Firm Violates Title VII by Using Gender Stereotypes in Promotion Process

    Employment Expert WItnessThis case involves a woman who was a senior manager at an accounting firm in Wyoming. The firm proposed her for partnership. Out of 88 candidates she was the only woman proposed for partnership. As part of the partnership process, the firm solicited written comments from all partners. Many partners stated that the woman was aggressive and macho. There were also concerns expressed that she was impatient and difficult to work with. The firm did not accept or deny her for partnership but instead accepted her for reconsideration the next year, reclassifying her job so that she was earning a lower salary then when she had previously been attempting to secure a firm partnership. Several male partners advised her to “walk more femininely, talk more femininely, dress more femininely, wear makeup, have her hair styled, and wear feminine jewelry like pearls or other gemstones” if she wanted to make partner. When the next year came, the woman was denied a partnership. The woman sued the firm alleging that their handling of her partnership decision constituted sex discrimination under Title VII of the Civil Rights Act.

    Question(s) For Expert Witness

    • Can a female member of a company sue if she is denied a promotion because she did not meet the feminine stereotype that the firm required for promotion?

    Expert Witness Response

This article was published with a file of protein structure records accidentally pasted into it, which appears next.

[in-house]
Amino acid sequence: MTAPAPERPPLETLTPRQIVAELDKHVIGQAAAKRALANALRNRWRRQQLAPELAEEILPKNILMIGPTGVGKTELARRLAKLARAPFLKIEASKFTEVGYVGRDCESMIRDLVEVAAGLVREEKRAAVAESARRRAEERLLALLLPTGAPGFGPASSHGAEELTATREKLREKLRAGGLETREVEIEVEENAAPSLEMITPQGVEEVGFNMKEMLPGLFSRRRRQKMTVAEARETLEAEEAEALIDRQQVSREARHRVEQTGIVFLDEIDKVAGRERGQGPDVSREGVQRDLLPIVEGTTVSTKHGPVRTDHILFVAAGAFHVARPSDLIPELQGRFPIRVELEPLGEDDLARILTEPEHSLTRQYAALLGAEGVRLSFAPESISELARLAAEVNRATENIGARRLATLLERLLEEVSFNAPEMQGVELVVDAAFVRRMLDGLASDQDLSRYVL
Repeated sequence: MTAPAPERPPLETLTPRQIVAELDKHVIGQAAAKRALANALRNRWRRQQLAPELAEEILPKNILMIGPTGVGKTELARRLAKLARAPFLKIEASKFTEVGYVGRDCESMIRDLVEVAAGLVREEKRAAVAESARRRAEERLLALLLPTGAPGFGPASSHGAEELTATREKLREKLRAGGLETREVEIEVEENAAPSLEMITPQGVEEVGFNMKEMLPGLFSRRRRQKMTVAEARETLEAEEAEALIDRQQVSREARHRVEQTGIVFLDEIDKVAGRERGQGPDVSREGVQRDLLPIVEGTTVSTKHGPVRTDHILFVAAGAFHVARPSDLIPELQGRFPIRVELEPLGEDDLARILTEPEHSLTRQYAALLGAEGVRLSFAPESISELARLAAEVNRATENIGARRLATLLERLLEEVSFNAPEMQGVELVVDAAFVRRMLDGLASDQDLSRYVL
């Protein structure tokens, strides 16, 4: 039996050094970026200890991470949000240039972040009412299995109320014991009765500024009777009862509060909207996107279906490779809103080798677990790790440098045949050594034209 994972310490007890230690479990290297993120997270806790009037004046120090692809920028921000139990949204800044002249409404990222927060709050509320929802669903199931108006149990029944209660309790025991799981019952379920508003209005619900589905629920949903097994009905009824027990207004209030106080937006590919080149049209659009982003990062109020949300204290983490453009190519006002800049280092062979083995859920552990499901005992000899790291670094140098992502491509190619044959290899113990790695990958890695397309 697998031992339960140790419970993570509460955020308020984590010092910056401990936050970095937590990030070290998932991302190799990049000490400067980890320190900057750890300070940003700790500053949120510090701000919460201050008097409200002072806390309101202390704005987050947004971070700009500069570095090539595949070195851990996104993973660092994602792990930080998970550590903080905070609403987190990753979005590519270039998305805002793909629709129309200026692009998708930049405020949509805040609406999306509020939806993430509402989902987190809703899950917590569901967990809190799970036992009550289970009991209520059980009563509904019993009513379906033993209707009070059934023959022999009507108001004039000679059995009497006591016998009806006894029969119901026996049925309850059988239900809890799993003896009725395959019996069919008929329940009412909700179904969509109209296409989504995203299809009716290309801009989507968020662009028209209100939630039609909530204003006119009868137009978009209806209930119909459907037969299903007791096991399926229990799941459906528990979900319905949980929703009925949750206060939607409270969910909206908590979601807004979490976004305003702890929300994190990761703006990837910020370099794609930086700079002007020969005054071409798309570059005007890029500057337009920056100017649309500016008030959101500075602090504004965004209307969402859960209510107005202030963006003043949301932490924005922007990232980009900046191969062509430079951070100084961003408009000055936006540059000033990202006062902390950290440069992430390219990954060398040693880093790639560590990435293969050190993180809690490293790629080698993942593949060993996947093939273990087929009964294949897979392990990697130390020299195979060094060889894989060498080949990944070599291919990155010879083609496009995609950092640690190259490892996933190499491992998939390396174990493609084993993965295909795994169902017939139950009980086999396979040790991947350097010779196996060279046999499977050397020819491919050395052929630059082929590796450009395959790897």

Under the Civil Rights Act of 1991, a company commits an unlawful employment practice if it bases an employment decision on the race, color, sex, or national origin of an employee. If a firm uses gender stereotyping in a promotion evaluation process involving a female employee, this usually constitutes sex discrimination and this is prohibited by Title VII. If a company bases a promotion decision about a female employee solely on the employee’s personality and the employee has shown personality flaws that affect their ability to do their job, this is usually not considered discrimination under Title VII. However, if a company uses gender stereotyping in its promotion evaluation process and denies a woman a promotion solely based on these stereotypes, the company must show by clear evidence that it would have made the same promotion decision in the absence of any discriminatory employment practices. In this case, the female employee probably can bring an action under Title VII against the firm for sex discrimination since it denied her a promotion and thus treated her differently than other male employees because of her sex. The decision to deny the employee a promotion in this case was not based on her personality flaws but was based solely on “stereotyped” impressions about the characteristics of females. This is prohibited by Title VII. Also, the employee was evaluated as a “woman manager” and not a manager, so the firm probably is guilty of sex discrimination in this case.

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